The US will once again grant Cuba 20,000 annual emigrant visas and will reactivate its consulate in Havana | International

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High-level officials from Cuba and the United States held talks this week in Havana on migration issues as a first step to materialize the reopening of the US consular services on the island, suspended by the Trump administration five years ago, and reactivate the application of the agreement. current immigration law, which establishes Washington's obligation to annually grant a minimum of 20,000 visas to Cuban emigrants —in the last five years only an average of 4,000 were granted, according to Cuban authorities—.

The visit of the assistant secretary of the Department of State for Consular Affairs, Rena Bitter, and the director of the Citizenship and Immigration Services of the Department of Homeland Security of the United States, Ur Mendoza Jaddou, is so far the highest level of an American delegation since Joe Biden arrived at the White House, and it occurs in the midst of a serious migration crisis. In the last fiscal year, 224,000 Cubans entered the United States irregularly through the Mexican border, and more than 6,000 rafters were intercepted on the high seas by US Coast Guard vessels. In September, Cuba and the United States held a "technical meeting" in Havana between Cuban Border Guard Troops and the US Coast Guard Service to "increase bilateral cooperation" in the fight against irregular emigration.

Bitter and Mendoza were received on Wednesday by a Cuban delegation headed by the Vice Minister of Foreign Affairs, Carlos Fernández de Cossío, who, according to an official statement, "reiterated the importance of fully resuming the immigration and consular services at the US Embassy in Havana, including the processing of non-immigrant visas” and confirmed its willingness to collaborate “with the necessary steps for the full operation of the migratory and consular services of the diplomatic headquarters.”

For its part, the US embassy reported that Washington will resume the "complete processing of immigrant visas as of January 4, 2023", prioritizing family reunification, and also that it will "expand consular services" and increase its staff "according to conditions permit." In a press statement, the embassy said that during the talks, Bitter "expressed his concern to Cuban officials about the human rights situation and urged the government to unconditionally release all political prisoners." Cuba, for its part, stresses that the US embargo must be lifted because it is the main cause of the worsening of living conditions in Cuba and is a stimulus to irregular emigration.

In 2017, under the mandate of Republican Donald Trump, the US embassy reduced its staff to a minimum on the grounds of mysterious "sonic attacks" against its diplomats, something that Havana always denied and was never corroborated with scientific evidence, despite the investigations carried out by the United States. According to the Cuban government, the alleged “sonic attacks” were only a pretext to dismantle the embassy as “part of a political operation to reverse advances in the ties between Cuba and the United States given during the administration of Barack Obama”.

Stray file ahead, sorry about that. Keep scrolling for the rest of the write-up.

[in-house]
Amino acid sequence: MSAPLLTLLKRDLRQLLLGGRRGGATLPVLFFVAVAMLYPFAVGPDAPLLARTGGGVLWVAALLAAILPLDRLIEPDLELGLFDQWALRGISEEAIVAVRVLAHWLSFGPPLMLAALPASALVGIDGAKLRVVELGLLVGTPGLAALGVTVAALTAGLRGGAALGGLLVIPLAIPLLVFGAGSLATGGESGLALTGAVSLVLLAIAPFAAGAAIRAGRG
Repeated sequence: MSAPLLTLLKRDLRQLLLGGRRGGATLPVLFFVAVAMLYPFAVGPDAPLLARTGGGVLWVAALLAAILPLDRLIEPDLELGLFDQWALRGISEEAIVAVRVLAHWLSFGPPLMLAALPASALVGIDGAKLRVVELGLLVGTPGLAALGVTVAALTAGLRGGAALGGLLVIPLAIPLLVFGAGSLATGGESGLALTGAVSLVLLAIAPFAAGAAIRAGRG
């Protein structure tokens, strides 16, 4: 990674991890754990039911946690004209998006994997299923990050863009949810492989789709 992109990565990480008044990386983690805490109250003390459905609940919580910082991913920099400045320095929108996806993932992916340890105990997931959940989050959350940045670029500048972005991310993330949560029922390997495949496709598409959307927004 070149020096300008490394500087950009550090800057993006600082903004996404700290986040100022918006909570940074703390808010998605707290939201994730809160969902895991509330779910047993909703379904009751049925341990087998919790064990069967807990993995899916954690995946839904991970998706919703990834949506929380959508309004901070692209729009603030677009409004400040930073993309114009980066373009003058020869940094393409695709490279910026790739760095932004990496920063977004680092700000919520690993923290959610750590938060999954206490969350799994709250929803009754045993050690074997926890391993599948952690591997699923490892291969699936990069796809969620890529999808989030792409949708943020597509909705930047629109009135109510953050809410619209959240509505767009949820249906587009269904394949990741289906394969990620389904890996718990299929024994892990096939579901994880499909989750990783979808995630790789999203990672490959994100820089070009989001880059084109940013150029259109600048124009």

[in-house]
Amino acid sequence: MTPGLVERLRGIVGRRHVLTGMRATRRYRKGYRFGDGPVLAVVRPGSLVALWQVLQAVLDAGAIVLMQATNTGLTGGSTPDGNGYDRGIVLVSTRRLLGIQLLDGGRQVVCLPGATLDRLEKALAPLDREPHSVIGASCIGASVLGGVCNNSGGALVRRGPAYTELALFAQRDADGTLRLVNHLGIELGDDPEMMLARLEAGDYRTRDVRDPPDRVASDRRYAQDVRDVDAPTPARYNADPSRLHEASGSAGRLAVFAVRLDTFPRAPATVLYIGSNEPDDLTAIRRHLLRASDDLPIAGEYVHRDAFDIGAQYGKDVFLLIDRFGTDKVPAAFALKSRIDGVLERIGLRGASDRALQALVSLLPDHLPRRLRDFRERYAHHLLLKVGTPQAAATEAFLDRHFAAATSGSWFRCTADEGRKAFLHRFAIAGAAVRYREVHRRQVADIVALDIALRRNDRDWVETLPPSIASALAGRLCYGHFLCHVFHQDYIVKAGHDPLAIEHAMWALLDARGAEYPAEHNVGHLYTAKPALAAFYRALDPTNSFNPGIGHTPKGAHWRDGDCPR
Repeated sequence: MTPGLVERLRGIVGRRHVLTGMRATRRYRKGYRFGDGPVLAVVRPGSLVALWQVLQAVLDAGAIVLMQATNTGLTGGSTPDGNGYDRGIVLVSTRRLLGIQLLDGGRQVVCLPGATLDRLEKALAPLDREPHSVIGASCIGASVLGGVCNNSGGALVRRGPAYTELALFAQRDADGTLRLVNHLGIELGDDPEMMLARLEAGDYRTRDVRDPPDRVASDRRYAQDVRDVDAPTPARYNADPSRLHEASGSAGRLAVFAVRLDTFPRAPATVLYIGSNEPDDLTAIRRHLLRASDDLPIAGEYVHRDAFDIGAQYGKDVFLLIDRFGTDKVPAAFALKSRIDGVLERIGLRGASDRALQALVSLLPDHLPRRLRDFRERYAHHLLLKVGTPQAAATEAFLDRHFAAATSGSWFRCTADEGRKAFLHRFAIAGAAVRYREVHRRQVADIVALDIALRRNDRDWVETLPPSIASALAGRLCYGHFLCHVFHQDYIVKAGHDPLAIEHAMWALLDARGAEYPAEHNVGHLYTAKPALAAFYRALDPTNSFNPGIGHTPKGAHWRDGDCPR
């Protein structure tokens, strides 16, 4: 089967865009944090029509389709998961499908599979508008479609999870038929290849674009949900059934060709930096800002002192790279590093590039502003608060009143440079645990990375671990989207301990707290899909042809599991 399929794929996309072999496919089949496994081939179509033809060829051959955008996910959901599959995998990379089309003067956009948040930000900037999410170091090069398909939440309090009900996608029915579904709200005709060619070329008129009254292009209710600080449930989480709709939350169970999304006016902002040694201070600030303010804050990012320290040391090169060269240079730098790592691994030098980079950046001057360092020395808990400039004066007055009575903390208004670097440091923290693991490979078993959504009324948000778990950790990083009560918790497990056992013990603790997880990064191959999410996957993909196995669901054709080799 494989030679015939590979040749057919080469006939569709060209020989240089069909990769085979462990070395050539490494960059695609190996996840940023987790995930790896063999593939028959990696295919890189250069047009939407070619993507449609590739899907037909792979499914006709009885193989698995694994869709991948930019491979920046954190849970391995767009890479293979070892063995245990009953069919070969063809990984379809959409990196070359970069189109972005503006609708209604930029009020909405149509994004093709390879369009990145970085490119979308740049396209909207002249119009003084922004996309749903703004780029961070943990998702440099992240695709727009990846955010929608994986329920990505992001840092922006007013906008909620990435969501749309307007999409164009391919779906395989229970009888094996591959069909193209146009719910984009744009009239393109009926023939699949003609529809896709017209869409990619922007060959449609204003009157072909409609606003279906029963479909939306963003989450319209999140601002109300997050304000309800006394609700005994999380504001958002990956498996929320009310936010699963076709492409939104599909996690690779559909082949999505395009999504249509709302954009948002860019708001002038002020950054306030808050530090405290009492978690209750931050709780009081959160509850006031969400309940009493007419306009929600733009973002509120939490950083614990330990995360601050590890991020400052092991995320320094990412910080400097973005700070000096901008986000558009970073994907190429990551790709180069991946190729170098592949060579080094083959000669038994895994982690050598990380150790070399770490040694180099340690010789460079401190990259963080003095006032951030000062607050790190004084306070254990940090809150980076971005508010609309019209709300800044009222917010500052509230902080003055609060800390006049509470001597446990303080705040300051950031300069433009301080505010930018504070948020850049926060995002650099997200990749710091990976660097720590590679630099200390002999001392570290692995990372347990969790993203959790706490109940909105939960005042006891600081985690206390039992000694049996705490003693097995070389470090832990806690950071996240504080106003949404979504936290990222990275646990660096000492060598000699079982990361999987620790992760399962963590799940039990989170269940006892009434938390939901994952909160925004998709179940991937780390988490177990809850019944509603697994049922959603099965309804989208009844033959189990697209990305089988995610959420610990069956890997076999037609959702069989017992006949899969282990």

Since then, consular operations have been practically paralyzed and Cubans who are candidates for emigration had to travel to Guyana to carry out the procedures for entering the United States from there. which will now reset.

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During Trump's term (2017-2021), the United States notably tightened the embargo policy and included the island on the list of terrorist countries after having increased financial persecution and eliminated remittances, canceled direct flights and suspended travel cruise ships, among other measures to suffocate the fragile Cuban economy. Biden, who during the election campaign advocated returning to Obama's "constructive engagement" policy toward Havana, has been very cautious since he arrived at the White House and has only eased some of the sanctions — on remittances, flights and some types of trips—although the dialogue between the two countries has slowly been advancing.

The regular official talks on immigration issues, suspended by Trump, have been resumed – the last meeting was in Washington in April. Representatives of the US Coast Guard service traveled to Havana in September to discuss the issue of irregular emigration, and there have also been bilateral contacts on collaboration to prevent fuel spills that could affect the environment.

For the first time, after the passage of Hurricane Ian, Cuba accepted humanitarian aid worth two million dollars granted by USAID, the US Agency for International Development, which Havana has always accused of fomenting subversion on the island. . And also, after a serious industrial fire last summer, the US helped by sending uniforms and equipment for firefighters. Now, in the midst of an unprecedented migration crisis—which has already surpassed the Mariel and the raft crises combined—both countries are meeting to discuss these issues at a high level.

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